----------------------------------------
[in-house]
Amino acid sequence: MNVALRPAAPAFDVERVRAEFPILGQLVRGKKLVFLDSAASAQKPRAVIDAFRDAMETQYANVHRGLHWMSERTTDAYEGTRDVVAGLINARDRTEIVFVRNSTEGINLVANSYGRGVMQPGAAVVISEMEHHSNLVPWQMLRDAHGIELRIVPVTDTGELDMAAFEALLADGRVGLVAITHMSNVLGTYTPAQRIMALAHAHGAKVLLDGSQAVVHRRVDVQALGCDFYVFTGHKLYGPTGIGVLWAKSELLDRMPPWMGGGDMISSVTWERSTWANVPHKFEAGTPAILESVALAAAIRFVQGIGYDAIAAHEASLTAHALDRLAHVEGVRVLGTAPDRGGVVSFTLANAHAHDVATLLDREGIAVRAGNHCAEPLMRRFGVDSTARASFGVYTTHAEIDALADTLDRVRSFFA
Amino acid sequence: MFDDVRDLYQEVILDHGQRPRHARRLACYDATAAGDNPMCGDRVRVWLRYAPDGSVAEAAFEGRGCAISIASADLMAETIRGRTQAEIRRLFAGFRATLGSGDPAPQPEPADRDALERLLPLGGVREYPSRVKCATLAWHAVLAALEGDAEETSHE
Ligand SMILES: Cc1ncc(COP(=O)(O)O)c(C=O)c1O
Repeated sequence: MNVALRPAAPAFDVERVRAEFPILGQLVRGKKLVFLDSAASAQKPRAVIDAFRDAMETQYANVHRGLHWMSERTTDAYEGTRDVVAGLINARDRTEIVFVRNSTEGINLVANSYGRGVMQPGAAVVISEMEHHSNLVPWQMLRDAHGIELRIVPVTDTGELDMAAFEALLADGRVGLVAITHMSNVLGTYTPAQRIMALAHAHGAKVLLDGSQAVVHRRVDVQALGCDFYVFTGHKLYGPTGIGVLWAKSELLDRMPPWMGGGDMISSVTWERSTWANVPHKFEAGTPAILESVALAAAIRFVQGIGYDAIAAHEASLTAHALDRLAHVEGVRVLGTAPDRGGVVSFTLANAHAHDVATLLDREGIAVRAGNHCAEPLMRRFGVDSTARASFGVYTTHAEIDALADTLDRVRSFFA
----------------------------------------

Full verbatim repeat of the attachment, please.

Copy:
[in-house]
Amino acid sequence: MNVALRPAAPAFDVERVRAEFPILGQLVRGKKLVFLDSAASAQKPRAVIDAFRDAMETQYANVHRGLHWMSERTTDAYEGTRDVVAGLINARDRTEIVFVRNSTEGINLVANSYGRGVMQPGAAVVISEMEHHSNLVPWQMLRDAHGIELRIVPVTDTGELDMAAFEALLADGRVGLVAITHMSNVLGTYTPAQRIMALAHAHGAKVLLDGSQAVVHRRVDVQALGCDFYVFTGHKLYGPTGIGVLWAKSELLDRMPPWMGGGDMISSVTWERSTWANVPHKFEAGTPAILESVALAAAIRFVQGIGYDAIAAHEASLTAHALDRLAHVEGVRVLGTAPDRGGVVSFTLANAHAHDVATLLDREGIAVRAGNHCAEPLMRRFGVDSTARASFGVYTTHAEIDALADTLDRVRSFFA
Amino acid sequence: MFDDVRDLYQEVILDHGQRPRHARRLACYDATAAGDNPMCGDRVRVWLRYAPDGSVAEAAFEGRGCAISIASADLMAETIRGRTQAEIRRLFAGFRATLGSGDPAPQPEPADRDALERLLPLGGVREYPSRVKCATLAWHAVLAALEGDAEETSHE
Ligand SMILES: Cc1ncc(COP(=O)(O)O)c(C=O)c1O
Repeated sequence: MNVALRPAAPAFDVERVRAEFPILGQLVRGKKLVFLDSAASAQKPRAVIDAFRDAMETQYANVHRGLHWMSERTTDAYEGTRDVVAGLINARDRTEIVFVRNSTEGINLVANSYGRGVMQPGAAVVISEMEHHSNLVPWQMLRDAHGIELRIVPVTDTGELDMAAFEALLADGRVGLVAITHMSNVLGTYTPAQRIMALAHAHGAKVLLDGSQAVVHRRVDVQALGCDFYVFTGHKLYGPTGIGVLWAKSELLDRMPPWMGGGDMISSVTWERSTWANVPHKFEAGTPAILESVALAAAIRFVQGIGYDAIAAHEASLTAHALDRLAHVEGVRVLGTAPDRGGVVSFTLANAHAHDVATLLDREGIAVRAGNHCAEPLMRRFGVDSTARASFGVYTTHAEIDALADTLDRVRSFFA